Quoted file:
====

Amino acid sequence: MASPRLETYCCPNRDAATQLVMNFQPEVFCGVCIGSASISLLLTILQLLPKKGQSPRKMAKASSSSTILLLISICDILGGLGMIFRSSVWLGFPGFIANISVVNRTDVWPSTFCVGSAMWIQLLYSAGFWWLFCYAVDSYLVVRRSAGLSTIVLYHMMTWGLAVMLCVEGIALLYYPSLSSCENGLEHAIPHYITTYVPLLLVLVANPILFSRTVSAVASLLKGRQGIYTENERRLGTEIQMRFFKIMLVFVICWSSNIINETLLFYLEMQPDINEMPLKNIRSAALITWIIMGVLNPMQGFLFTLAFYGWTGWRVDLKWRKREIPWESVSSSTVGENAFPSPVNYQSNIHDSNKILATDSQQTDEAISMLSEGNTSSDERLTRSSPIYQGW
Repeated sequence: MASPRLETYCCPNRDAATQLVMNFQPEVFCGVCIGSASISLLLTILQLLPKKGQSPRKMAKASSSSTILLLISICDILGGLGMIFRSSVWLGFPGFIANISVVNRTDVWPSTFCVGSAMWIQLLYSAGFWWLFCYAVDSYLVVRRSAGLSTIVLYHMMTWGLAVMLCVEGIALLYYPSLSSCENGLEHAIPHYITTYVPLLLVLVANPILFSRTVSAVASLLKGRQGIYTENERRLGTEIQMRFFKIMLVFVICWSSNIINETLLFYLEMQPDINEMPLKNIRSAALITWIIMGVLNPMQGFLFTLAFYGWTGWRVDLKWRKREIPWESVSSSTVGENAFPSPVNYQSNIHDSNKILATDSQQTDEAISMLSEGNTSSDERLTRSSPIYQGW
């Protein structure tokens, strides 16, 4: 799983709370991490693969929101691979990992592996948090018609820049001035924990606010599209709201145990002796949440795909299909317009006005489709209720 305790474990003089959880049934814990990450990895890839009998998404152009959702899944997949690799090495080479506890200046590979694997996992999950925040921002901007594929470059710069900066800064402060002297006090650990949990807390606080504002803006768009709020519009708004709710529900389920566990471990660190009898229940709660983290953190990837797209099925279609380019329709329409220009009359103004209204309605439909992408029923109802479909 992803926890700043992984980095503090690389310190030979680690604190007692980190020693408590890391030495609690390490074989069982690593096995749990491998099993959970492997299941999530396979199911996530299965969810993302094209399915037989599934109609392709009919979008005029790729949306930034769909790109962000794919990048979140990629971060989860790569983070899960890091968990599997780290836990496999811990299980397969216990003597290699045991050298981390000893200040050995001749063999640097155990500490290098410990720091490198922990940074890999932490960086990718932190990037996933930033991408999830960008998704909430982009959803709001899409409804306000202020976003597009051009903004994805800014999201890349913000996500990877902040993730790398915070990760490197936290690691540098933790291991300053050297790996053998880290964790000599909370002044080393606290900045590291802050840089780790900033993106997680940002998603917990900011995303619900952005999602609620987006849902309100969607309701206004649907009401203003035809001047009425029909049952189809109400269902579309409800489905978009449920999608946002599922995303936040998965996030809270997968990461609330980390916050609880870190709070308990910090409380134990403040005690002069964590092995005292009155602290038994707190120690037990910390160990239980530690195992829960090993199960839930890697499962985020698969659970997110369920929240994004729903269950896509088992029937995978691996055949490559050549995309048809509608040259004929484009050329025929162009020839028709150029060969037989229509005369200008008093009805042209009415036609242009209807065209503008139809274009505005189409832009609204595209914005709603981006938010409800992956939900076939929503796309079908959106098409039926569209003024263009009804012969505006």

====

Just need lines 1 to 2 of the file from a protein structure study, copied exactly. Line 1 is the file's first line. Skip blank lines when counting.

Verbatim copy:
Amino acid sequence: MASPRLETYCCPNRDAATQLVMNFQPEVFCGVCIGSASISLLLTILQLLPKKGQSPRKMAKASSSSTILLLISICDILGGLGMIFRSSVWLGFPGFIANISVVNRTDVWPSTFCVGSAMWIQLLYSAGFWWLFCYAVDSYLVVRRSAGLSTIVLYHMMTWGLAVMLCVEGIALLYYPSLSSCENGLEHAIPHYITTYVPLLLVLVANPILFSRTVSAVASLLKGRQGIYTENERRLGTEIQMRFFKIMLVFVICWSSNIINETLLFYLEMQPDINEMPLKNIRSAALITWIIMGVLNPMQGFLFTLAFYGWTGWRVDLKWRKREIPWESVSSSTVGENAFPSPVNYQSNIHDSNKILATDSQQTDEAISMLSEGNTSSDERLTRSSPIYQGW
Repeated sequence: MASPRLETYCCPNRDAATQLVMNFQPEVFCGVCIGSASISLLLTILQLLPKKGQSPRKMAKASSSSTILLLISICDILGGLGMIFRSSVWLGFPGFIANISVVNRTDVWPSTFCVGSAMWIQLLYSAGFWWLFCYAVDSYLVVRRSAGLSTIVLYHMMTWGLAVMLCVEGIALLYYPSLSSCENGLEHAIPHYITTYVPLLLVLVANPILFSRTVSAVASLLKGRQGIYTENERRLGTEIQMRFFKIMLVFVICWSSNIINETLLFYLEMQPDINEMPLKNIRSAALITWIIMGVLNPMQGFLFTLAFYGWTGWRVDLKWRKREIPWESVSSSTVGENAFPSPVNYQSNIHDSNKILATDSQQTDEAISMLSEGNTSSDERLTRSSPIYQGW